"I know, I know, I'm sorry," said the former four-time Super Bowl champion quarterback of thePittsburgh Steelers. "I'm getting hammered for not picking the Giants."

Syracuse diocese priest pleads guilty to larceny


According to WKTV-Utica, an NBC affiliate:

Father Valentine Krul pleaded guilty to one count of second-degree grand larceny, facing five years probation with the first six months spent in the Oneida County Jail.

Father Val, as he was known by many in the community, was actually the chaplain for the Oneida County Sheriff's Department for more than 20 years. A priest for 34 years, he had been assigned to St. Mary's Church in New York Mills for the past 17 years.

In court on Wednesday, Krul said he had completed rehabilitation for stress, anxiety and alcohol in July 2011. He said that between October 2008 and January 2011, he took money from three church bank accounts at First Source Federal Credit Union, accounts made up of money from the parish, some of which included people's bequests, wills, and donations to the church.

Krul said that at one point he made a withdrawal of $46,720.91 for a condominium in Florida for himself.

Lord, deliver us from Newt's nonsensical comparisons


You really have to wonder who is most out of touch with America when you hear the vitriol-laced invective of Newt Gingrich.

He regularly employs guilt by association, spurting out sound bites that turn out to be nonsense on investigation. One of his favorite rants is connecting President Barack Obama with community organizer Saul Alinsky, as if nothing more need be said to establish the evil designs of the president.

Anticipating the State of the Union message Tuesday, Gingrich fired a typical barrage: "You always have to wonder when Obama speaks, which country he thinks he's talking to. You also have to wonder what his source material is. You can really understand him best when you understand that he is a Saul Alinsky radical who taught radicalism in Chicago. I'm an old-fashioned American, and I think the primary documents are the Declaration of Independence, the Constitution and the Federalist Papers."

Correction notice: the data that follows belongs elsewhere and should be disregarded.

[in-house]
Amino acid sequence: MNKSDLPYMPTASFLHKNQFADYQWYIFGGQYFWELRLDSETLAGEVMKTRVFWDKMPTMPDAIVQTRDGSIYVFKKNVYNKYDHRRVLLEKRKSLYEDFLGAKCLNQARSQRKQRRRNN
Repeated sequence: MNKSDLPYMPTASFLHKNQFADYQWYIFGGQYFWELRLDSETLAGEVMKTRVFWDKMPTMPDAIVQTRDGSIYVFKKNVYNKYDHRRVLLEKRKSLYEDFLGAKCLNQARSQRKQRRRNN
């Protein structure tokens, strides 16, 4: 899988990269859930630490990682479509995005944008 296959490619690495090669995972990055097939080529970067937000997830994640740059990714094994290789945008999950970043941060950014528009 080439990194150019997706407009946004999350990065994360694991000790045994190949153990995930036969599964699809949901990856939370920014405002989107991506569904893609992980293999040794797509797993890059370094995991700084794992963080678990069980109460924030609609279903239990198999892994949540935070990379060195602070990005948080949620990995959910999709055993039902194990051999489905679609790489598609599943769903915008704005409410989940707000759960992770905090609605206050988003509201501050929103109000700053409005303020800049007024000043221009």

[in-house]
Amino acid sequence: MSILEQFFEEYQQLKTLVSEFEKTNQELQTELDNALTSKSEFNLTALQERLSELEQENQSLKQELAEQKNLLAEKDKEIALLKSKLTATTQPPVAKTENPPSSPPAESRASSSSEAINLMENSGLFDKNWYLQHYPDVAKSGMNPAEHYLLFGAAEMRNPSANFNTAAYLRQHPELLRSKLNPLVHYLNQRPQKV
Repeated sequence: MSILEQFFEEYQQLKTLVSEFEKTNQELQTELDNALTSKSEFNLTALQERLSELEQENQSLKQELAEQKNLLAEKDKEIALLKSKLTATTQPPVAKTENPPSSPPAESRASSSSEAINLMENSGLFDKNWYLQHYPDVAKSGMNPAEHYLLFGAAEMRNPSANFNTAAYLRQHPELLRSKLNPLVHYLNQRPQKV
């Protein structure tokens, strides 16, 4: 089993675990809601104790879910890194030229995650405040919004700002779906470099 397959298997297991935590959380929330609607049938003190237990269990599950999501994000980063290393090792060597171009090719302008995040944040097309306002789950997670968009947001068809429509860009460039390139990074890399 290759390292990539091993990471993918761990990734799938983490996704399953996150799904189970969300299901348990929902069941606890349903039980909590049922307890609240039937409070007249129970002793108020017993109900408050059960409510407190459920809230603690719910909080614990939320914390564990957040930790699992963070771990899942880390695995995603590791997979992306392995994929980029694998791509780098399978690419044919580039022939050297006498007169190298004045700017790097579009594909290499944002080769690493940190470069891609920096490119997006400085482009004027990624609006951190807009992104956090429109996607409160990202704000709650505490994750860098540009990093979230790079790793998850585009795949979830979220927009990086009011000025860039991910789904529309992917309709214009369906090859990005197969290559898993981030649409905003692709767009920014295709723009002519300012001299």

Huh? Reread that slowly, please, and tell me how those words hang together.

More on Catholic Healthcare West's decisiont


In what could set a significant precedent, Catholic Healthcare West, "one of the nation's largest hospital systems and operator of four Bay Area hospitals, is ending its governing board's affiliation with the Catholic Church and changing its name to help the system expand," the San Jose Mercury News reports.

The system's change to a nondenominational board will create "a tremendous opportunity that will help accelerate our growth," Lloyd Dean, the president and CEO of Catholic Healthcare West, told the Mercury News.

The article also reports that "secular hospitals added to the system will be required to adhere to the 'Statement of Common Values' that apply to Catholic Healthcare West's secular hospitals."

Although the article doesn't note this, the move will also allow the hospital to provide its employees with all of the provisions included in the Affordable Healthcare Act, including access to contraception, without involvement from the hierarchy.


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May 19-June 1, 2017